At Indie London, we organise quarterly events with practical and visionary talks from experienced speakers. Our format is to dedicate one hour of our event to feature two speakers from our community.
Get speakers from your community
If you decide to go a similar route I would encourage you to reach out to people that are already part of your community. Offer them to speak at your next event. Even if they are not be experienced speakers.
The simple fact of sharing their learnings with make their talks so much more relatable to your audience and hey will be able to share tips that are actionable.
This is something we learnt from experience at Indie London.
Our events are targeted at software engineers that aim to build their own profitable online businesses. For some of our first events, we were featuring one speaker from the community and one from a more established companies. We soon got feedback that while the later was interesting, the type of problems large companies are facing and the way they solve are not relatable to entrepreneurs just starting out.
For instance what you can achieve when you have a team of 2-3 marketing people is nowhere near what you can do as a solo-founder juggling between product development, customer support and marketing. Different stages requires different solutions.
If you struggle to find anyone within your existing community, you can always turn to LinkedIn, Twitter or your online communities to find people your audience might want to learn from.
Communicate with your speakers
Once you have found speakers, send them some details about your event:
- The basic logistics of day, time and location
- How long do they have on stage (including Q&A)
- How many people you expect for the event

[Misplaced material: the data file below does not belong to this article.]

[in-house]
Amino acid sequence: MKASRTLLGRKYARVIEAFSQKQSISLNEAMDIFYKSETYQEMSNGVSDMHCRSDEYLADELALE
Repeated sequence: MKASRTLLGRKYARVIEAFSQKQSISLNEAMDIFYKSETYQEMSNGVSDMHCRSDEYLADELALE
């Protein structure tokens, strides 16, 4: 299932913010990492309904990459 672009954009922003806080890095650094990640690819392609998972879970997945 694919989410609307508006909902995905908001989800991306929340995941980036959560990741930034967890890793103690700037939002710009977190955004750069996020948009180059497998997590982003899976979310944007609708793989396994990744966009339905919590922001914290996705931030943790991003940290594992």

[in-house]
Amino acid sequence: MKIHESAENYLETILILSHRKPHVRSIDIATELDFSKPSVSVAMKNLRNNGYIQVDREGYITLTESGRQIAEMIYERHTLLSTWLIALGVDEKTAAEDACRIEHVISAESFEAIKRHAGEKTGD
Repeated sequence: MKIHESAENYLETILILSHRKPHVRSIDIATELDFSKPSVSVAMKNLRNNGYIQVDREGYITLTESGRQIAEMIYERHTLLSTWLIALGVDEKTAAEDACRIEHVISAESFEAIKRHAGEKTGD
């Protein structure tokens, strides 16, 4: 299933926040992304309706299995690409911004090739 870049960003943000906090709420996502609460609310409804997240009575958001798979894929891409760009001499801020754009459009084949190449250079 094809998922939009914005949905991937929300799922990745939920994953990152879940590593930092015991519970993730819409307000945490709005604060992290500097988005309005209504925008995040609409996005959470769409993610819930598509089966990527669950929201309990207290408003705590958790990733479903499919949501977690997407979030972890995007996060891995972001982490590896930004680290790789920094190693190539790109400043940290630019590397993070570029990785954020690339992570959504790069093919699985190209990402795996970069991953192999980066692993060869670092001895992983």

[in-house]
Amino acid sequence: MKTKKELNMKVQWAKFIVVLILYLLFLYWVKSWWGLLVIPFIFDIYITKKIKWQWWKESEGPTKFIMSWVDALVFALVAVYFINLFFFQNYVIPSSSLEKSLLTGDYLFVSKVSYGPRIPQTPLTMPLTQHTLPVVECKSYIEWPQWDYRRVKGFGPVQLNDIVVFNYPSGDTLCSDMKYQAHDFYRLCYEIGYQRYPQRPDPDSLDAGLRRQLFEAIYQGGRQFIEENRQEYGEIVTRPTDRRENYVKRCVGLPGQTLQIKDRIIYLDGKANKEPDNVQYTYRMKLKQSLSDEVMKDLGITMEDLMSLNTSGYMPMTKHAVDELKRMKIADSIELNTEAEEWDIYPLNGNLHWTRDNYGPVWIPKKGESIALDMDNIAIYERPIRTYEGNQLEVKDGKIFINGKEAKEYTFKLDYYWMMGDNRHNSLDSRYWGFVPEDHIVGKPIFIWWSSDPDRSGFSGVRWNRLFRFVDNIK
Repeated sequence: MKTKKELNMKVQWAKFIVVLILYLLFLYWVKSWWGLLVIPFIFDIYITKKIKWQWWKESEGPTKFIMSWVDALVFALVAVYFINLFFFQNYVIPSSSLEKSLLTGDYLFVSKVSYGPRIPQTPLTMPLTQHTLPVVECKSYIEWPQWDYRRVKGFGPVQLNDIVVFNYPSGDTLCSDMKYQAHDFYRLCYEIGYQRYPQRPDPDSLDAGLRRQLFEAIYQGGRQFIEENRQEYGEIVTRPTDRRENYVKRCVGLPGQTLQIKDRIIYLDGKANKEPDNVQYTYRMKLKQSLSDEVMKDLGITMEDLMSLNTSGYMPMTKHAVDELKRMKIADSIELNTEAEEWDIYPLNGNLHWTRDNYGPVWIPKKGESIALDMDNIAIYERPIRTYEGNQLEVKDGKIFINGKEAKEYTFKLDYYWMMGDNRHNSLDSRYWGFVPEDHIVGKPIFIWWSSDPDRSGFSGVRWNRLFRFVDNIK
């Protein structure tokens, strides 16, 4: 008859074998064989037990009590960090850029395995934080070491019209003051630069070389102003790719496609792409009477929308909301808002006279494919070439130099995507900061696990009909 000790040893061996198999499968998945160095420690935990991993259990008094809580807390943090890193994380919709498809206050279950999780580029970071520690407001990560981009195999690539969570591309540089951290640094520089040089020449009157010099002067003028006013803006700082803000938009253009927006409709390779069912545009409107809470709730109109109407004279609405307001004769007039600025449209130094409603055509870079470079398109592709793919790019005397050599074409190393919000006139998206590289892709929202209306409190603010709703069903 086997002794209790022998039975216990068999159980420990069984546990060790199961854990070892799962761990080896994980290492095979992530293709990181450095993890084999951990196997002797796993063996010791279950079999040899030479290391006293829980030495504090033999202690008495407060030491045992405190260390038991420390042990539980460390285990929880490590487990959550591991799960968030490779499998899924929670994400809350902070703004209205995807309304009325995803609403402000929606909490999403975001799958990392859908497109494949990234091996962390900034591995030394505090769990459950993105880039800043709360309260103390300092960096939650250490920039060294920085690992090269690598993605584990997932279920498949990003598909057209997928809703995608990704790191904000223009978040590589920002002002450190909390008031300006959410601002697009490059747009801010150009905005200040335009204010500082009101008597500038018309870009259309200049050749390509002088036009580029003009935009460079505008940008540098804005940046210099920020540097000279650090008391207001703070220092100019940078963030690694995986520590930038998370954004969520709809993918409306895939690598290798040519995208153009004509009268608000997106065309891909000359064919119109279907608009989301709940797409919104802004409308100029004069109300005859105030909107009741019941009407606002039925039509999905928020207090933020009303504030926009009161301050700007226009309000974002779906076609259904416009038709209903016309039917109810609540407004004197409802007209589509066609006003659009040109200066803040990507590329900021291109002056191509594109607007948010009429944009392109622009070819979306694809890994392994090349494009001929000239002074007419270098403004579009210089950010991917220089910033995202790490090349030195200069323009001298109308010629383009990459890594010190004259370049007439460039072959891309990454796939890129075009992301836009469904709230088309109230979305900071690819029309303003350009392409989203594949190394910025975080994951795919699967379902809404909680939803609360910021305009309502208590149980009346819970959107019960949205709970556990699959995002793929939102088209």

- What is the background of the attendees
- How experienced are the attendees (e.g. for Indie London: how big is their business)
- What type of problems do they face
This information will help more experienced speakers tailor their presentation to your audience.
When I reach out to speakers I always try to suggest 1 or 2 topics I think they could speak about that would resonate with the audience.
A couple of days before the event, I reach out again to confirm that they will be attending and to ask to have their slides at least a day before the event.
Going through their slides in advance will help you decide in which order to have the talks. If one of them stands out I would suggest you to schedule it as the last one of your event: you want the pace of your event to go crescendo.
Build a relationship
Take the time to build a relationship with your speakers. Take them out for lunch or coffee. One of the benefit of organising events is that you get to develop special relationships with the amazing people you put on your stage.
It has been a privilege for me to hang out with successful bootstrapped entrepreneurs such as Johnny from TicketTailor, Nitesh from Growth Runner and many more.